Astronaut José M. Hernández

NASA engineer José M. Hernández*  wanted to fly in space ever since he heard that the first Hispanic-American had been chosen to travel into space.  "I was hoeing a row of sugar beets in a field near Stockton, Calif., and I heard on my transistor radio that Franklin Chang-Diaz had been selected for the Astronaut Corps," says Hernandez, who was a senior in high school at the time.  "I was already interested in science and engineering," Hernandez remembers, "but that was the moment I said, 'I want to fly in space.'  And that's something I've been striving for each day since then."  That hard work paid off when was selected to begin training as a mission specialist as part of the 2004 astronaut candidate class.

One of four children in a migrant farming family from Mexico, Hernandez -- who didn't learn English until he was 12 years old -- spent much of his childhood on what he calls "the California circuit," traveling with his family from Mexico to southern California each March, then working northward to the Stockton area by November, picking strawberries and cucumbers at farms along the route.  They would then return to Mexico for Christmas and start the cycle all over again in the spring.

"Some kids might think it would be fun to travel like that," Hernandez laughs, "but we had to work.  It wasn't a vacation."

After graduating high school, Hernandez enrolled at the University of the Pacific in Stockton, where he earned a degree in electrical engineering and was awarded a full scholarship to the graduate program at the University of California in Santa Barbara, where he continued his engineering studies.  In 1987, he accepted a full-time job with Lawrence Livermore National Laboratory where he had worked as a co-op in college.

While at Lawrence Livermore, Hernandez worked on signal and image processing applications in radar imaging, computed tomography, and acoustic imaging.  Later in his career, Hernandez worked on developing quantitative x-ray film imaging analysis techniques for the x-ray laser program.  Hernandez applied these techniques in the medical physics arena and co-developed the first full-field digital mammography imaging system.  This system has proven useful for detecting breast cancer at an earlier stage than present film/screen mammography techniques.  Hernandez has won recognition awards for his work on this project.  He has also worked in the international arena where he represented Lawrence Livermore and the U.S. Department of Energy on Russian nuclear non-proliferation issues.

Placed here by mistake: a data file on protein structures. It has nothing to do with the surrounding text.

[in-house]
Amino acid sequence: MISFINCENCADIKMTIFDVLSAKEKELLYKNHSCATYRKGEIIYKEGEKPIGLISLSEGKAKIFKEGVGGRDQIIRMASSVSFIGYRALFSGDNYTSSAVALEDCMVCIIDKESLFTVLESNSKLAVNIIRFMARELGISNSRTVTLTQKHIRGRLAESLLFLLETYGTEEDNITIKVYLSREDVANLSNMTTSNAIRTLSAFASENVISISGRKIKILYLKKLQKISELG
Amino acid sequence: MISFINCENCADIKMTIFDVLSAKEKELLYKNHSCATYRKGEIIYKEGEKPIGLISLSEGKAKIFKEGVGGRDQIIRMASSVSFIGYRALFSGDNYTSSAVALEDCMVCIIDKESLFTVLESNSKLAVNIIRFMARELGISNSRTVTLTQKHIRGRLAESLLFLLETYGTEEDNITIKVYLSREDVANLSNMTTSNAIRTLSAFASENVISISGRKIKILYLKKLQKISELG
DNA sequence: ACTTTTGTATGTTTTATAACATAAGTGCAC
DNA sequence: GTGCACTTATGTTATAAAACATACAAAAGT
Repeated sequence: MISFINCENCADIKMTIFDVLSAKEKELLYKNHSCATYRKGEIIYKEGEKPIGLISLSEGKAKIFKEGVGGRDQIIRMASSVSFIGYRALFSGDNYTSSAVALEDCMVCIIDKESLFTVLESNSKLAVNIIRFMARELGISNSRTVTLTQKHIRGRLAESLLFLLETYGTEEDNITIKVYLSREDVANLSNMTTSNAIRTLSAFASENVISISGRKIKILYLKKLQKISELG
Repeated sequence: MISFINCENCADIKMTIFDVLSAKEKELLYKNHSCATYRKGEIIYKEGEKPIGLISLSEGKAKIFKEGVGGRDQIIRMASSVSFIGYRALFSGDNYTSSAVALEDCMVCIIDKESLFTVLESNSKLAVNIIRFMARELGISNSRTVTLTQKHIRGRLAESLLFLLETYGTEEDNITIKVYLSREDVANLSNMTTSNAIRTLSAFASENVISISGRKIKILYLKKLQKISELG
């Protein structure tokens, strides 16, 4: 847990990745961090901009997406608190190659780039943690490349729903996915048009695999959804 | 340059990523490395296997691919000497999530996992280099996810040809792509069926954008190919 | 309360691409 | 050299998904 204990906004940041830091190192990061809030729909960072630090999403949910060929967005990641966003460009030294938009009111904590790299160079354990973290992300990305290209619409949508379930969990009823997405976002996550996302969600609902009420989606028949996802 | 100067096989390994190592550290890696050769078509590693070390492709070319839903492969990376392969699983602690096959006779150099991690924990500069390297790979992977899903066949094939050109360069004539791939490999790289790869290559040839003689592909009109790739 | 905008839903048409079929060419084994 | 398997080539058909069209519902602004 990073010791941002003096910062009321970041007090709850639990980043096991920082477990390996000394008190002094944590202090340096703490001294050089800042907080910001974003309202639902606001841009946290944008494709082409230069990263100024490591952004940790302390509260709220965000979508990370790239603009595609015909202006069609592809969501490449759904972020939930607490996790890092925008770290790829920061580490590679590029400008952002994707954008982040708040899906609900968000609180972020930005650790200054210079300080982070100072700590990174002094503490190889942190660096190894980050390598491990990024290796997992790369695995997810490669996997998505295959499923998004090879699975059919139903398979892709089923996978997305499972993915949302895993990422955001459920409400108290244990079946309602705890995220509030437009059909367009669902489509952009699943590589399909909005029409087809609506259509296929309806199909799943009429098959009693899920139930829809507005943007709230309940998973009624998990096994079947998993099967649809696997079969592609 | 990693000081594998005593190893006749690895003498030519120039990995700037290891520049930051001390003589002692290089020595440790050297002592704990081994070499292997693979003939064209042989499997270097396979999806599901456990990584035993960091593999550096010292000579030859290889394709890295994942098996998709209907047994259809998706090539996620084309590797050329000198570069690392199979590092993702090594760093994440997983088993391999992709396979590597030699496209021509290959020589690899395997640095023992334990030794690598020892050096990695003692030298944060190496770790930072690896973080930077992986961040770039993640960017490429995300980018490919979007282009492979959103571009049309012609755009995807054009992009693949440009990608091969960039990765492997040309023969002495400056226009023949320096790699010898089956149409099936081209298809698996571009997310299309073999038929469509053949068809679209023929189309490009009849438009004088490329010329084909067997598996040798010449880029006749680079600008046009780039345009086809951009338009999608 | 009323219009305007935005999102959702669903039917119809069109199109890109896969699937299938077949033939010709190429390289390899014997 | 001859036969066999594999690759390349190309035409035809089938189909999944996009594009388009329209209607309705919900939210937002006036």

In 2001,  Hernández joined the Johnson Space Center and soon became Chief of the Materials and Processes Branch.  During the astronaut application process, Hernández had to meet with a review board.  That's where he came face-to-face with his original inspiration:  Franklin Chang-Diaz.

"It was a strange place to find myself, being evaluated by the person who gave me the motivation to get there in the first place," Hernández says.  "But I found that we actually had common experiences -- a similar upbringing, the same language issues.  That built up my confidence.  Any barriers that existed, he had already hurdled them."

Hernández smiles. "Now it's my turn!"

Hernández was selected as part of the 19th class of astronauts in 2004.  In 2006, José completed Astronaut Candidate Training and in 2009, he was a mission specialist on the STS-128 mission on board the Space Shuttle, Discovery.

Since leaving NASA, he served as the Executive Director of Strategic Operations at MEI Technologies in Texas.  In 2012, he ran for the US House of Representatives in the 10th California Congressional District.

Hernández recently received the 2016 National Hispanic Hero Award presented by the United States Hispanic Leadership Institute.

CEO of Tierra Luna Engineering, LLC, José Hernández continues his long history in the field of engineering and space.

2006 Honorary Doctorate- University of the Pacific
2004 NASA Astronaut- Space Shuttle Program
1986 U.C. Santa Barbara Graduate, Masters Electrical Engineering
1984 University of the Pacific Graduate, Bachelor of Science- Engineering
1980 Franklin High School Graduate